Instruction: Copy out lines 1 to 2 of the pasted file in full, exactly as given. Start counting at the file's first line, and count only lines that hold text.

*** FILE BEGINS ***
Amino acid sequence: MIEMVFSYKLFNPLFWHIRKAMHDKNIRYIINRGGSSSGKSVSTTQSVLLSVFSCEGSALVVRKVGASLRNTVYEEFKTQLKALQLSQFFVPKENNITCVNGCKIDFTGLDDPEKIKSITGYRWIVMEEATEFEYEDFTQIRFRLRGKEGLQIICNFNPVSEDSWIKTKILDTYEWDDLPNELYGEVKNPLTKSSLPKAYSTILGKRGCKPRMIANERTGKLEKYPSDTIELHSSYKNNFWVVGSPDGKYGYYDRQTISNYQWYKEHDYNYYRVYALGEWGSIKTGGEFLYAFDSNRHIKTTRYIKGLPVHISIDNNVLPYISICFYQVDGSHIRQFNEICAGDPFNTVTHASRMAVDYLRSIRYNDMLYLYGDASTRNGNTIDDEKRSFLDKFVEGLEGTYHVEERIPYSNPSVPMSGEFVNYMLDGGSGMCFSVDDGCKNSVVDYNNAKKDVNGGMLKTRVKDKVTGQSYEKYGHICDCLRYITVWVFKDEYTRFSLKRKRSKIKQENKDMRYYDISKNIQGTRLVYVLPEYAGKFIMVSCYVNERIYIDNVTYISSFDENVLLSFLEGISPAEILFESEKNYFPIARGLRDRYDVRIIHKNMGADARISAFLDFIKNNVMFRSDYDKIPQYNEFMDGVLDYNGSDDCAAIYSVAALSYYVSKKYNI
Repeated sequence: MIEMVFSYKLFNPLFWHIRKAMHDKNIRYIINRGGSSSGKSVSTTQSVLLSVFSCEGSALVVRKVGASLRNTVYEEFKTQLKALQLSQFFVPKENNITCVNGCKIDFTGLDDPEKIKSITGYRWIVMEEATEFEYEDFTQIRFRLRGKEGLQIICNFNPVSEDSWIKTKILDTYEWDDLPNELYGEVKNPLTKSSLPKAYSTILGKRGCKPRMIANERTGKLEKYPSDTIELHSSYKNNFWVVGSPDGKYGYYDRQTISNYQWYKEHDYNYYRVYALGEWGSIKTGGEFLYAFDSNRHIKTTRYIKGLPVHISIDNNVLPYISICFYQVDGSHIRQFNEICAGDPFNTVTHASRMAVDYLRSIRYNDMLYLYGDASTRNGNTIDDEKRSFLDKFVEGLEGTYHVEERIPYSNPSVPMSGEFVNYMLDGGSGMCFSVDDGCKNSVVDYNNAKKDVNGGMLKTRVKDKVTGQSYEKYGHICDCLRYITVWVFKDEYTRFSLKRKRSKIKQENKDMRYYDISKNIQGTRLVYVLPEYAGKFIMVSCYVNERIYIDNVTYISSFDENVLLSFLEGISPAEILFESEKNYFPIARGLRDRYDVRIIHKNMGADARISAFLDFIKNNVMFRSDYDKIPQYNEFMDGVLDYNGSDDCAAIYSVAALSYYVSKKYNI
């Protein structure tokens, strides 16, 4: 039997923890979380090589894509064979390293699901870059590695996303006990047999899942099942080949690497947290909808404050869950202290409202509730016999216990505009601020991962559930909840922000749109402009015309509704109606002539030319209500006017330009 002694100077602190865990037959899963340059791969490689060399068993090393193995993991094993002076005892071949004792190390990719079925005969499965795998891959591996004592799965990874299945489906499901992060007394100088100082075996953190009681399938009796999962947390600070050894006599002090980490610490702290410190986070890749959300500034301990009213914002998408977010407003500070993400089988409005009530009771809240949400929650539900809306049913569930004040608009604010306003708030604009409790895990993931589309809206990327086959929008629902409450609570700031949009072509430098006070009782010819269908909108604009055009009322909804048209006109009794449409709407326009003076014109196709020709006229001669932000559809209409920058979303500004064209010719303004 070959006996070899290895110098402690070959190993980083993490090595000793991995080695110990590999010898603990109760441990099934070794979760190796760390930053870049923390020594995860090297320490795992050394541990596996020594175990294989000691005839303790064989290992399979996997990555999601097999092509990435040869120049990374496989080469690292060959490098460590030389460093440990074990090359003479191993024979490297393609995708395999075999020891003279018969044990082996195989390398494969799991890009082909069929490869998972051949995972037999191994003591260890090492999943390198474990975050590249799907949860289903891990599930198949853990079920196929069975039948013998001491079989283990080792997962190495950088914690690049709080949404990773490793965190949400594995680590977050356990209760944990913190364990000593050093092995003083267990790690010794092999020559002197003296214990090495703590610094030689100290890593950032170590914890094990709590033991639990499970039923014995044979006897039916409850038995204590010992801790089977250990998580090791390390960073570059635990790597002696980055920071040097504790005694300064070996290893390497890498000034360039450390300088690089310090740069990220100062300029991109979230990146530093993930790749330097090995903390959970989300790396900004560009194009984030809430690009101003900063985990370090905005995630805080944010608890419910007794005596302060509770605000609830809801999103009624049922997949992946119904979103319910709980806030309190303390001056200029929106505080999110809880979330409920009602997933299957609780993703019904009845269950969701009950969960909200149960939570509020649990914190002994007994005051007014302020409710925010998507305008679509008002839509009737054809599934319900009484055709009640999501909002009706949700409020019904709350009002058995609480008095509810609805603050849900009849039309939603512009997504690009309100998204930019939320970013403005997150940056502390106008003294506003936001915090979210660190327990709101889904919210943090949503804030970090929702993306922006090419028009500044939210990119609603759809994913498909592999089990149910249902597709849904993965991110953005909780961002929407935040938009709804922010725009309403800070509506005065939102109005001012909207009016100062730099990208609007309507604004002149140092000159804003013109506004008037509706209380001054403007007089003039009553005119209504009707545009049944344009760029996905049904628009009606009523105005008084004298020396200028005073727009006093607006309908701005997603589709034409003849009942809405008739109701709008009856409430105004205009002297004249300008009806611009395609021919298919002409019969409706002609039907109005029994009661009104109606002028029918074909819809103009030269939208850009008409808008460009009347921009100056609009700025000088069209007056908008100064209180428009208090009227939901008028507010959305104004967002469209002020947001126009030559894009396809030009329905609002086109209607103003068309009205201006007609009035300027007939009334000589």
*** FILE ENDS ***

Amino acid sequence: MIEMVFSYKLFNPLFWHIRKAMHDKNIRYIINRGGSSSGKSVSTTQSVLLSVFSCEGSALVVRKVGASLRNTVYEEFKTQLKALQLSQFFVPKENNITCVNGCKIDFTGLDDPEKIKSITGYRWIVMEEATEFEYEDFTQIRFRLRGKEGLQIICNFNPVSEDSWIKTKILDTYEWDDLPNELYGEVKNPLTKSSLPKAYSTILGKRGCKPRMIANERTGKLEKYPSDTIELHSSYKNNFWVVGSPDGKYGYYDRQTISNYQWYKEHDYNYYRVYALGEWGSIKTGGEFLYAFDSNRHIKTTRYIKGLPVHISIDNNVLPYISICFYQVDGSHIRQFNEICAGDPFNTVTHASRMAVDYLRSIRYNDMLYLYGDASTRNGNTIDDEKRSFLDKFVEGLEGTYHVEERIPYSNPSVPMSGEFVNYMLDGGSGMCFSVDDGCKNSVVDYNNAKKDVNGGMLKTRVKDKVTGQSYEKYGHICDCLRYITVWVFKDEYTRFSLKRKRSKIKQENKDMRYYDISKNIQGTRLVYVLPEYAGKFIMVSCYVNERIYIDNVTYISSFDENVLLSFLEGISPAEILFESEKNYFPIARGLRDRYDVRIIHKNMGADARISAFLDFIKNNVMFRSDYDKIPQYNEFMDGVLDYNGSDDCAAIYSVAALSYYVSKKYNI
Repeated sequence: MIEMVFSYKLFNPLFWHIRKAMHDKNIRYIINRGGSSSGKSVSTTQSVLLSVFSCEGSALVVRKVGASLRNTVYEEFKTQLKALQLSQFFVPKENNITCVNGCKIDFTGLDDPEKIKSITGYRWIVMEEATEFEYEDFTQIRFRLRGKEGLQIICNFNPVSEDSWIKTKILDTYEWDDLPNELYGEVKNPLTKSSLPKAYSTILGKRGCKPRMIANERTGKLEKYPSDTIELHSSYKNNFWVVGSPDGKYGYYDRQTISNYQWYKEHDYNYYRVYALGEWGSIKTGGEFLYAFDSNRHIKTTRYIKGLPVHISIDNNVLPYISICFYQVDGSHIRQFNEICAGDPFNTVTHASRMAVDYLRSIRYNDMLYLYGDASTRNGNTIDDEKRSFLDKFVEGLEGTYHVEERIPYSNPSVPMSGEFVNYMLDGGSGMCFSVDDGCKNSVVDYNNAKKDVNGGMLKTRVKDKVTGQSYEKYGHICDCLRYITVWVFKDEYTRFSLKRKRSKIKQENKDMRYYDISKNIQGTRLVYVLPEYAGKFIMVSCYVNERIYIDNVTYISSFDENVLLSFLEGISPAEILFESEKNYFPIARGLRDRYDVRIIHKNMGADARISAFLDFIKNNVMFRSDYDKIPQYNEFMDGVLDYNGSDDCAAIYSVAALSYYVSKKYNI